Popular Science Monthly/Volume 48/December 1895/Minor Paragraphs
The work of the President White School of History and Political Science, which was instituted at Cornell University in 1887 on the gift of his historical library by ex-President A. D. White, naturally falls into the two great divisions suggested by its name. The instruction in history further divides itself into the subdepartments of ancient and mediæval, modem European, and American history; and that in political science into politics, social science and statistics, and political economy and finance. The teaching corps consists of four professors, an associate professor, an assistant professor, an instructor, and an examiner. Five fellowships have been instituted, and degrees are conferred of Master of Arts, of Philosophy, of Letters, or of Science.
The system of tests for the detection of color-blindness described by Dr. William Thomson in The Popular Science Monthly for February, 1885, is used on railroads controlling 38,786 miles of track, and other systems are used on roads controlling 15,579 miles—making 51,793 miles protected. After considerable experience Dr. Thomson proposes some improvements to be used in connection with his color-stick or as a substitute for it. The new test consists of a large green and a large rose test skein, and forty small skeins, each marked with a concealed number. The stick is dispensed with, because it gives a too fixed arrangement and not enough confusion. One of the test skeins being laid out, the candidate is directed to select, from the twenty skeins of similar color exposed with it, those having the shades nearest to it; and the accuracy of his vision is determined by the exactness of his selection and his avoidance of the confusion skeins. The red test skein and its confusion colors are omitted.
The Russian thistle, the latest imported agricultural pest, is described in a bulletin of the University of Illinois Agricultural Experiment Station as not a thistle nor looking like one, but as a tumbleweed. When mature, its stems are more woody than those of ordinary tumbleweeds, and the spines or little thorns are hard. Sometimes the plants are compact, nearly round; sometimes, when growing close together, they fail to have the rounded form. They may be one, two, or three feet high, and from eighteen inches to six feet across. The leaves, flowers, and seeds are very small. In the later summer the stems have a purple or rose color. The seeds mature after the first of September. The plants and seeds should be destroyed by burning. A bulletin of the Ohio Agricultural Experiment Station on this subject contains some useful remarks on weeds in general.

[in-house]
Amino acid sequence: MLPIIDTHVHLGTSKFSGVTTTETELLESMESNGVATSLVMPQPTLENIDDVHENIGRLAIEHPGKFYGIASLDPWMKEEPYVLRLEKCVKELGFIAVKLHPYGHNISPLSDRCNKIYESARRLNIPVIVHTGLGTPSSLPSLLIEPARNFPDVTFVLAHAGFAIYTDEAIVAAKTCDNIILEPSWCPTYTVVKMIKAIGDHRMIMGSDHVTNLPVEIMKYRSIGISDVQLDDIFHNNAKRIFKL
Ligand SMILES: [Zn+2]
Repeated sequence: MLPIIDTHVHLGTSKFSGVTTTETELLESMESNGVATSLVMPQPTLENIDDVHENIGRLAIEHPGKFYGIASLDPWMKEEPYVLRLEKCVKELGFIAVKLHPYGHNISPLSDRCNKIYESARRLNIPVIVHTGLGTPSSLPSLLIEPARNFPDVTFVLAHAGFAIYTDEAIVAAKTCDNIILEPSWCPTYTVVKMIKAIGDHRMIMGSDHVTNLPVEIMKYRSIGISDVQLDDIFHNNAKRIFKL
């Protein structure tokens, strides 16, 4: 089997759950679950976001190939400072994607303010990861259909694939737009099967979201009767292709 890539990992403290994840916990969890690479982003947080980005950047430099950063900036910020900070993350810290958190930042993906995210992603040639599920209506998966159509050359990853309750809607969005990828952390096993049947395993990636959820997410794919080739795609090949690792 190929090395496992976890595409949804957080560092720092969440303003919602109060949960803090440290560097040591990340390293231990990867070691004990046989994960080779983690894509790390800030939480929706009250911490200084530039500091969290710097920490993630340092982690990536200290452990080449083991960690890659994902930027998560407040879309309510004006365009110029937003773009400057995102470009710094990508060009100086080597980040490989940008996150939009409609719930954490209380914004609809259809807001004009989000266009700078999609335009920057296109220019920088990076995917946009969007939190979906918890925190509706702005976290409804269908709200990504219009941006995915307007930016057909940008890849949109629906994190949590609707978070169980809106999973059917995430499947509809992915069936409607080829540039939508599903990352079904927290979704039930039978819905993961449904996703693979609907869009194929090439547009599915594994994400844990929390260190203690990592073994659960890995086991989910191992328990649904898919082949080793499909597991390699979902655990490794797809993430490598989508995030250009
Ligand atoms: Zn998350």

The Massachusetts Agricultural College at Amherst had in 1894 the largest number of students and the largest graduating class in its history. Gratifying results followed the introduction of the elective system in the studies of the senior year, which were shown in increased interest in study that was communicated also to the other classes. Courses of lectures were delivered by Sir Henry Gilbert, Dr. B. E. Fernow, and Major Henry E. Alvord. The museum has been arranged so as to present a systematic view of the entire animal kingdom, with especial regard to the fauna of Massachusetts. Models of the horse, cow, sheep, pig, and dog, and their organs, have been supplied in the veterinary department, and pathological specimens. It is proposed to devote a part of the grounds of the college to the growth of the trees and plants of Massachusetts.
A summary of the lectures announced for the last summer semester at the German universities is interpreted by Charles N. Judd, in Science, as indicating that logic and the theory of knowledge are absorbing much more attention than any form of speculative metaphysics. Sixteen courses in the nineteen universities are devoted to these subjects. Work is also being done in many places in laboratories and seminaries. Five courses, besides the seminary work, are given on Kant's system. The historical work covers all periods, beginning with Prof. Deussen's investigations in old Sanskrit and Greek philosophy, and extending to the philosophy of to-day.